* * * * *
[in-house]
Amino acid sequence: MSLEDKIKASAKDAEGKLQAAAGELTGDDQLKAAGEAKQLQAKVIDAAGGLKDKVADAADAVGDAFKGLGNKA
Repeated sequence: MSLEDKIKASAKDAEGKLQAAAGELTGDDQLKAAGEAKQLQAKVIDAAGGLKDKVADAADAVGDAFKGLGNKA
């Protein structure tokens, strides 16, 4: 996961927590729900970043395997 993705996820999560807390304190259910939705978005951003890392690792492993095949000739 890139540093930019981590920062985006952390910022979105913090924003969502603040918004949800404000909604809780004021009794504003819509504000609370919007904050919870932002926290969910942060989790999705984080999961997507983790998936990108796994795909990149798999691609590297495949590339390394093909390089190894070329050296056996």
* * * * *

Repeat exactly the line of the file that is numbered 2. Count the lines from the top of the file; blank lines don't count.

Amino acid sequence: MSLEDKIKASAKDAEGKLQAAAGELTGDDQLKAAGEAKQLQAKVIDAAGGLKDKVADAADAVGDAFKGLGNKA